[dmarc-discuss] A bit quiet?

Franck Martin fmartin at linkedin.com
Sun Oct 25 13:48:03 PDT 2015


On Sun, Oct 25, 2015 at 7:39 AM, Scott Kitterman via dmarc-discuss <
dmarc-discuss at dmarc.org> wrote:

>
>
> On October 24, 2015 6:42:46 AM EDT, "J. Gomez via dmarc-discuss" <
> dmarc-discuss at dmarc.org> wrote:
> >On Saturday, October 24, 2015 4:54 AM [GMT+1=CET], Scott Kitterman via
> >dmarc-discuss wrote:
> >
> >> On October 23, 2015 8:37:06 PM EDT, John Levine <johnl at taugh.com>
> >> wrote:
> >> > > From a DMARC perspective, if you know the sender is trustworthy,
> >> > > you do a local override.  ARC doesn't
> >> > > seem to be needed for that.
> >> >
> >> > I have many of the same questions you do, but it is my impression
> >> > that a surprising number of lists behave fine for a long time, then
> >> > some bad guy starts pumping spam through it by impersonating one of
> >> > the subscribers.
> >> >
> >> > ARC should be helpful in that perhaps non-exotic situation.
> >>
> >> Could be.  I certainly don't claim it's not potentially useful.  My
> >> concern is that it seems to be marketed as a solution to the DMARC
> >> mailing list problem and as far as I can tell, its potential utility
> >> is orthogonal to that.
> >
> >Ok, you said "from a DMARC perspective, if you know the sender is
> >trustworthy, you do a local override". But imagine big ESP "A" with
> >hundreds of thousands of users who may subscribe to all kinds of
> >mailing lists of which mailing lists you --as big ESP "B"-- had no
> >previous knowledge and on which you have no a-priori trust.
> >
> >In that scenario, when you as big ESP "B" receive email from such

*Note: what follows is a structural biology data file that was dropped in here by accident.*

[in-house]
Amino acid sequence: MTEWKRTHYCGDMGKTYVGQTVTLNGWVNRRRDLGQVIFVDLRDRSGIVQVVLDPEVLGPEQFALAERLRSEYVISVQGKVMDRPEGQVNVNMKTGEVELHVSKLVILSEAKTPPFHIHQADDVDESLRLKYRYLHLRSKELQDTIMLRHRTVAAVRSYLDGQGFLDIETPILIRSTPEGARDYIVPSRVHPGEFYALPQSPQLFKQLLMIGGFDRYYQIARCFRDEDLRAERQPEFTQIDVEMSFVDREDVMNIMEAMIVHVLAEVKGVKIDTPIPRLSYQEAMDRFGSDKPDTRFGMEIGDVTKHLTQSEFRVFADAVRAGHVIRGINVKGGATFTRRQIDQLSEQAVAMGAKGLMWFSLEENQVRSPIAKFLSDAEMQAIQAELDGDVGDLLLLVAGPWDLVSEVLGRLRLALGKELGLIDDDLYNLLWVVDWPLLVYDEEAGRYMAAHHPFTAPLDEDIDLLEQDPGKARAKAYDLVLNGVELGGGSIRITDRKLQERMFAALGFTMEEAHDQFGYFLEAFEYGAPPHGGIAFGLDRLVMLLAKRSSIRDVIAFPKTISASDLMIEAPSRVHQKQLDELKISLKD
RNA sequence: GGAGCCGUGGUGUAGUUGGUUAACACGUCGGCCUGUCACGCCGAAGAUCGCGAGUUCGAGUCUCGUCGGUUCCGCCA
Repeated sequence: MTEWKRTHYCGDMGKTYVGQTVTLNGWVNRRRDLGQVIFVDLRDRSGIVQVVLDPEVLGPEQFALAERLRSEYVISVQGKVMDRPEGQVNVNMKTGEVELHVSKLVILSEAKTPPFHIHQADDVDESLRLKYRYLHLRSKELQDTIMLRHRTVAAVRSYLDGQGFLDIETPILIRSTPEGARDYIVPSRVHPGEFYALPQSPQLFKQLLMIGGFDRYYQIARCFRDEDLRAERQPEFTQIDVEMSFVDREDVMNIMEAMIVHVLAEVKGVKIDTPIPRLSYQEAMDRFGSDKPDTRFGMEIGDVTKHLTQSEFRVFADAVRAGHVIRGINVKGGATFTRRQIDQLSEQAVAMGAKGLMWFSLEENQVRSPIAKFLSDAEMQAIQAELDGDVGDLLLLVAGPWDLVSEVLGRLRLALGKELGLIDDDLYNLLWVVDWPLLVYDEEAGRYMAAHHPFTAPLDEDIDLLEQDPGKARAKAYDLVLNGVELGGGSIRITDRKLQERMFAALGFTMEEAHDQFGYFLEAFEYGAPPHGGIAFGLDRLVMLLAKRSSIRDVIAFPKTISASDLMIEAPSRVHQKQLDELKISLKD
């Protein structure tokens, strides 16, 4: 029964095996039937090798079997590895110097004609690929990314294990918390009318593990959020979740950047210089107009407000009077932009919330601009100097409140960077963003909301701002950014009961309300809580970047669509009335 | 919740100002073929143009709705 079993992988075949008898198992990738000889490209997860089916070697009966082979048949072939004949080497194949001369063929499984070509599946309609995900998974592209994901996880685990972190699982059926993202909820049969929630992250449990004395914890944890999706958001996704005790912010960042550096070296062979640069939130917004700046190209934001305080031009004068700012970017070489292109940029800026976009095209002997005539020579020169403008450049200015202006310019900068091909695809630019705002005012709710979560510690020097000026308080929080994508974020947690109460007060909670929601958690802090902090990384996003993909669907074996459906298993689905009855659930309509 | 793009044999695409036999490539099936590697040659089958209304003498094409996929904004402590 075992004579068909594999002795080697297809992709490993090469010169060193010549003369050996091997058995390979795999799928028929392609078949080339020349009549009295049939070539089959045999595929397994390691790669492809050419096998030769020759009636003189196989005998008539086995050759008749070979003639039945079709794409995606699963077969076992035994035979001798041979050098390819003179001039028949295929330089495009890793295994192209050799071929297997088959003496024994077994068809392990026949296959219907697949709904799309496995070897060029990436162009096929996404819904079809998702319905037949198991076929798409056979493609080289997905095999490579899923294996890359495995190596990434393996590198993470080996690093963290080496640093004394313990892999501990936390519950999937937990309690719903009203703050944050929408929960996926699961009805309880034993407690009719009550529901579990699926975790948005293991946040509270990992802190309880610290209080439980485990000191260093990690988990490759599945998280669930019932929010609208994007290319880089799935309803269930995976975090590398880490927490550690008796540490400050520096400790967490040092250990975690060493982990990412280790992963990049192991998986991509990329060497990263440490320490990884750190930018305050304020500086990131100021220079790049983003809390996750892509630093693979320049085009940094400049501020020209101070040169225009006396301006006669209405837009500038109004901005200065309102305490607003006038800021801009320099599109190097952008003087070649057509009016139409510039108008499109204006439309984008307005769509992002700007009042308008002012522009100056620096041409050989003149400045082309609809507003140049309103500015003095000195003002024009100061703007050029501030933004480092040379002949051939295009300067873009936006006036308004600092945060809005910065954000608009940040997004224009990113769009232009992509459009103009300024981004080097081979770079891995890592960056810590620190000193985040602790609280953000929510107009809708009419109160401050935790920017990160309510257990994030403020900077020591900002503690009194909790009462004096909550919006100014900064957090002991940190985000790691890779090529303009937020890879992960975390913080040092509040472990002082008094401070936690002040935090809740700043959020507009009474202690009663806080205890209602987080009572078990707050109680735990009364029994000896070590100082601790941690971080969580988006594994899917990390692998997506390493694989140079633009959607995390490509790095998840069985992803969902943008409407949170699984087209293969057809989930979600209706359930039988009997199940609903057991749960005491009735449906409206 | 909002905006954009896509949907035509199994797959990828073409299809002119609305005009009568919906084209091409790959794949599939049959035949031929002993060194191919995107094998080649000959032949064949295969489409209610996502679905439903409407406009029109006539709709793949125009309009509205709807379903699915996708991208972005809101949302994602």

> >mailing lists addressed to your users, you don't know whether the
> >sender (i.e., the mailing list) is trustworthy because you didn't know
> >anything about him until now, so you cannot do a local override of
> >DMARC in an automated and safe way.
> >
> >But if the big ESP "A" user sent a DKIM signed message to that list,
> >and that list added a ARC seal to the message when it forwarded said
> >message to the list's subscribers, then you --as big ESP "B" and as
> >recipient of said message-- could verify that it is true that said user
> >from big ESP "A" indeed sent that original email addressed to the list,
> >and if the ARC chain is verifiable and goes back to someone you trust
> >then you could begin to put some trust also in the other end of the ARC
> >chain (on its latest iteration), and therefore do a local override of
> >DMARC in an automated and safe way even with email received from
> >senders your didn't know were trustworthy.
> >
> >Am I too off base?
>
> As described in the drafts, the ARC stamp is applied by the intermediary,
> not the originator, so I don't think that works.
>
> Even if it did, it's still just another variant of whitelisting, which is
> unlikely to scale very well.  Also, it could really only work for big
> domains. Us little guys don't generate enough traffic to register in the
> big guys reputation systems.
>
> And this is fine too, you don't need a reputation, you just need to not
have a negative reputation.
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